Ghana Joins World Heart Celebration

World Heart Day
World Heart Day

As part of activities marking World Heart Day, which falls on September 29, World Health Organisation (WHO) is urging countries to take action on the overuse of salt by implementing the organisation?s sodium reduction recommendations.

World Heart Day
World Heart Day

This according to the WHO is to cut the number of people experiencing heart disease and stroke, and, in turn, save lives.

A statement issued by Christian Lindmeier of WHO Department of Communications and copied to Ghana News Agency on Thursday said non communicable diseases, including heart disease and stroke, are the leading causes of premature death in the 21st century.

It said WHO is supporting governments to implement the global action plan to reduce non communicable diseases that comprises nine global targets, including one to reduce global salt intake by a relative 30 per cent by 2025.

?If the target to reduce salt by 30 per cent globally by 2025 is achieved, millions of lives can be saved from heart disease, stroke and related conditions,? said Dr Oleg Chestnov, WHO Assistant Director-General for Non communicable Diseases and Mental Health.

The statement said the main source of sodium in diets is salt, which could come from sodium glutamate and sodium chloride, and is used as a condiment in many parts of the world.

It noted that in many countries, 80 per cent of salt intake comes from processed foods such as bread, cheese, bottled sauces, cured meats and ready-made meals.

The statement said consuming too much salt could lead or contribute to hypertension, or high blood pressure, and greatly increase the risk of heart disease and stroke.

It said on average, people consume around 10 grams of salt per day; this is around double WHO?s recommended level from all sources, including processed foods, ready-made meals and food prepared at home, which is less than 5 grams or under one teaspoon per day.

WHO recommends that children from two to 15 years consume even less salt than those adjusted to their energy requirements for growth.

?Salt is in almost everything we eat, either because high levels of salt are found in most processed and prepared foods, or because we are adding salt when we prepare food at home,? Dr Chestnov said.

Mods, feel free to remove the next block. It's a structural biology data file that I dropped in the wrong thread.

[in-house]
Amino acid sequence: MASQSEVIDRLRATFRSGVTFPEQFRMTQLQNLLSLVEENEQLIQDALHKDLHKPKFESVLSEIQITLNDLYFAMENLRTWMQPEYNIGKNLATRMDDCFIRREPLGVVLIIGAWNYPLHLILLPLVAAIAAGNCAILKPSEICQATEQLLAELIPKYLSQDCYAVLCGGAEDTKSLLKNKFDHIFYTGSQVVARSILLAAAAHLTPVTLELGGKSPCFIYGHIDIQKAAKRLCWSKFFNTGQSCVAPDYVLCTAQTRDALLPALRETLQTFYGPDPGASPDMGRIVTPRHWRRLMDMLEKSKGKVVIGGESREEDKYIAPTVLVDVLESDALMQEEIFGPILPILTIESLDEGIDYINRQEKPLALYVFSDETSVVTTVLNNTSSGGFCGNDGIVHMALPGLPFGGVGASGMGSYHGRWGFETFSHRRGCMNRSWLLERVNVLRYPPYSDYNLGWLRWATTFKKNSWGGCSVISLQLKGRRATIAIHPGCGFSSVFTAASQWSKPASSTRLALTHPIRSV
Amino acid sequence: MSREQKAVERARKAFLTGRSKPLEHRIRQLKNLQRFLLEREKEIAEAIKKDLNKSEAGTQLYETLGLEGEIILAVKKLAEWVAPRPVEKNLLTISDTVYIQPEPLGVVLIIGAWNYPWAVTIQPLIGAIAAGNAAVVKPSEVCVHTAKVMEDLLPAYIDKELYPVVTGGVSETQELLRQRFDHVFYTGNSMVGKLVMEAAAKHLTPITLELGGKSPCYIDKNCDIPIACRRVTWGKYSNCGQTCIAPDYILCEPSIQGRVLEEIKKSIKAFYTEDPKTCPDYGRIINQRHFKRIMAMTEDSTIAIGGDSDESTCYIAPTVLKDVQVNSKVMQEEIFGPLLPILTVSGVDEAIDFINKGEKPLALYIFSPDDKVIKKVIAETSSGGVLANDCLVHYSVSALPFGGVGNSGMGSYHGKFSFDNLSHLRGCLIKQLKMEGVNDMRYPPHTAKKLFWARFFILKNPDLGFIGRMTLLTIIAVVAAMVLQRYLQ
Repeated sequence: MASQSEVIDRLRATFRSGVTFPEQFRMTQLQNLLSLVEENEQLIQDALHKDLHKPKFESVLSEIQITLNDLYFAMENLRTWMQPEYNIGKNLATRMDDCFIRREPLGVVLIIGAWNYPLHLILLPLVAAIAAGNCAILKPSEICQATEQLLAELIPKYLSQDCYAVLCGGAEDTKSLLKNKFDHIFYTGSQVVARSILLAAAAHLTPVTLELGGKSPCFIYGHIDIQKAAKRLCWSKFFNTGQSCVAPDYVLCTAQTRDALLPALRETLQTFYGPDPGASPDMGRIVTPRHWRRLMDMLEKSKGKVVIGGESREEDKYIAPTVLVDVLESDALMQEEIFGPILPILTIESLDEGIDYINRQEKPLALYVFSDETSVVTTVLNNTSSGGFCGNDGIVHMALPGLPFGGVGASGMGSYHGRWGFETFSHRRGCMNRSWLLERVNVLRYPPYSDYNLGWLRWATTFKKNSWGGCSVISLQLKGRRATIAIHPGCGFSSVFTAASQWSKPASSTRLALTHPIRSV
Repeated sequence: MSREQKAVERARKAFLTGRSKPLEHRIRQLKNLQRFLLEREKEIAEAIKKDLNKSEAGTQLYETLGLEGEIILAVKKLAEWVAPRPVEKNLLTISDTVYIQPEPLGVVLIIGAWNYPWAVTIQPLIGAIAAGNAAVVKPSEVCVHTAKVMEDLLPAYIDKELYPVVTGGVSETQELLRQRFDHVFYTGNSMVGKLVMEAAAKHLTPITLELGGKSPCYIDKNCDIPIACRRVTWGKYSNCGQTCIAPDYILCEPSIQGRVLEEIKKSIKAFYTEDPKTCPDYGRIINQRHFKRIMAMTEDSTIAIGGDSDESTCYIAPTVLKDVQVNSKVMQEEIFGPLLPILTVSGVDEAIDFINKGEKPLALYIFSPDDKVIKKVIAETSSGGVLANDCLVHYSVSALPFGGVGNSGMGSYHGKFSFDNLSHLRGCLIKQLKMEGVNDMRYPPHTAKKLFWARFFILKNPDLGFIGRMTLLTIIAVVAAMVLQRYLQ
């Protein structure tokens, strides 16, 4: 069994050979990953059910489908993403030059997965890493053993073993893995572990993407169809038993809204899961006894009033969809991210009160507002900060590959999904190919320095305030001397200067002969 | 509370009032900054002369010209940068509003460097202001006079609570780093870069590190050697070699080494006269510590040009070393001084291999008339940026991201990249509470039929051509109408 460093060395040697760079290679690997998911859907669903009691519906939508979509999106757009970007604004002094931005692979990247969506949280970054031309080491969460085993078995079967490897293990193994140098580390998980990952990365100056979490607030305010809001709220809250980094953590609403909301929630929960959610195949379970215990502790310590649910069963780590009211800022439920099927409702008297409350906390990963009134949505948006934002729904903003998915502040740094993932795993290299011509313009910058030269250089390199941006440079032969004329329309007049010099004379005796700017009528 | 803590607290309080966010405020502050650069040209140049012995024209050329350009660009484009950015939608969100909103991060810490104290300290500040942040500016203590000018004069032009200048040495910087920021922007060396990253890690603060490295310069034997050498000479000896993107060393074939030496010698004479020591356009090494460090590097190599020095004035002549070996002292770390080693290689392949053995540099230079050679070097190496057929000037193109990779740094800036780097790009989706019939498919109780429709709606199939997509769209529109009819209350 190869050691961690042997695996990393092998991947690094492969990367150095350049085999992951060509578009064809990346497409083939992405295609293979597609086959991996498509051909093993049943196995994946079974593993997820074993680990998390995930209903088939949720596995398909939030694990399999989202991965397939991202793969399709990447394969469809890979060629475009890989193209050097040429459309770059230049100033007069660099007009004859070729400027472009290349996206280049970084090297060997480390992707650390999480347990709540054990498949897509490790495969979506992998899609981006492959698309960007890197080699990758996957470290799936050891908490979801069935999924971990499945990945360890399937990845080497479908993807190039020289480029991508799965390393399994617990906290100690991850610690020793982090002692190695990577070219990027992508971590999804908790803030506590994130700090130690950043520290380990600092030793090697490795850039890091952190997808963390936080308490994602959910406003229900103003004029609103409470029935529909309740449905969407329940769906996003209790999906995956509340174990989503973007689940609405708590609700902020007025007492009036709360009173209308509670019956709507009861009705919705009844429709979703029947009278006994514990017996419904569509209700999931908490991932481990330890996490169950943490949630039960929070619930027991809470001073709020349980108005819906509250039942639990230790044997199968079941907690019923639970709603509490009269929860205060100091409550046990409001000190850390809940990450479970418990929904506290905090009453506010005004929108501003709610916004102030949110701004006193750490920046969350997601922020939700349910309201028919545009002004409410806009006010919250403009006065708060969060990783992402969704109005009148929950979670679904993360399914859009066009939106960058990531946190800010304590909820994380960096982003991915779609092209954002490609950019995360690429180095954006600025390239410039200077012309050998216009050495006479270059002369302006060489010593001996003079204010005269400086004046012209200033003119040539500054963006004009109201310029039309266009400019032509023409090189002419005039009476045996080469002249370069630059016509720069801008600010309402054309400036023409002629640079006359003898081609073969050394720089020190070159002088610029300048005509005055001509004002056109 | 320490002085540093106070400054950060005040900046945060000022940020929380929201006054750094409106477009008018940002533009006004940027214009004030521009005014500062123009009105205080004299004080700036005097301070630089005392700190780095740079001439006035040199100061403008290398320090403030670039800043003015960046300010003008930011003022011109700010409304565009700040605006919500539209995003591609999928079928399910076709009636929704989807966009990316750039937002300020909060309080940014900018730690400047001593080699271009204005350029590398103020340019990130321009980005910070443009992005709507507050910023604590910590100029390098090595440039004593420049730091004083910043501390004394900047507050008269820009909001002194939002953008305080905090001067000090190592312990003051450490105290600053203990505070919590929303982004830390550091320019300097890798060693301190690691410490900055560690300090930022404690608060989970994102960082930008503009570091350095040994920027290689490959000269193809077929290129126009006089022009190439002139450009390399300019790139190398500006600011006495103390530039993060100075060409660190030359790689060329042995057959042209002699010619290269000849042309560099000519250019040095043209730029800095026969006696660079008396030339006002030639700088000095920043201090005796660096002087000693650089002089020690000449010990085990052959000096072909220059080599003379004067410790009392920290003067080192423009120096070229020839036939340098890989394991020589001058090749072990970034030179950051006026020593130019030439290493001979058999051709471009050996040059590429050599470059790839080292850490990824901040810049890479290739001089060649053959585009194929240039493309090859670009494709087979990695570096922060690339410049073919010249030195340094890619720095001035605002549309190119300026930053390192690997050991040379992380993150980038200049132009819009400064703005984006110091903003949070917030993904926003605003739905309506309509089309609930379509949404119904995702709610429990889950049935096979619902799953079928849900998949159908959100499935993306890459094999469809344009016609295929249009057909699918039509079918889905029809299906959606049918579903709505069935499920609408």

He said reducing salt intake is one of the most effective ways for countries to improve population health, and urged the food industry to work closely with WHO and national governments to incrementally reduce the level in food products.

WHO?s evidence-based strategies to reduce salt consumption include regulations and policies to ensure that food manufacturers and retailers cut the levels in food and beverage products; and agreements with the industry to ensure that manufacturers and retailers make healthy food with low salt available and affordable.

Others are fostering healthy eating environments that promote salt reduction in public places such as schools, hospitals, workplaces and public institutions and ensuring clear food labelling so consumers could easily understand the level of salt in products

It also include implementing WHO?s recommendations on the marketing of foods and non-alcoholic beverages to children.

According to the WHO strategies for individuals and families to reduce salt intake include reading food labels when buying processed food to check salt levels and asking for products with less salt when buying prepared food.

This also covers removing salt dispensers and bottled sauces from dining tables and limiting the amount of salt added in cooking to a total maximum amount a fifth of a teaspoon over the course of a day.

Others are limiting frequent consumption of high salt products and guiding children?s taste buds through a diet of mostly unprocessed foods without adding salt.


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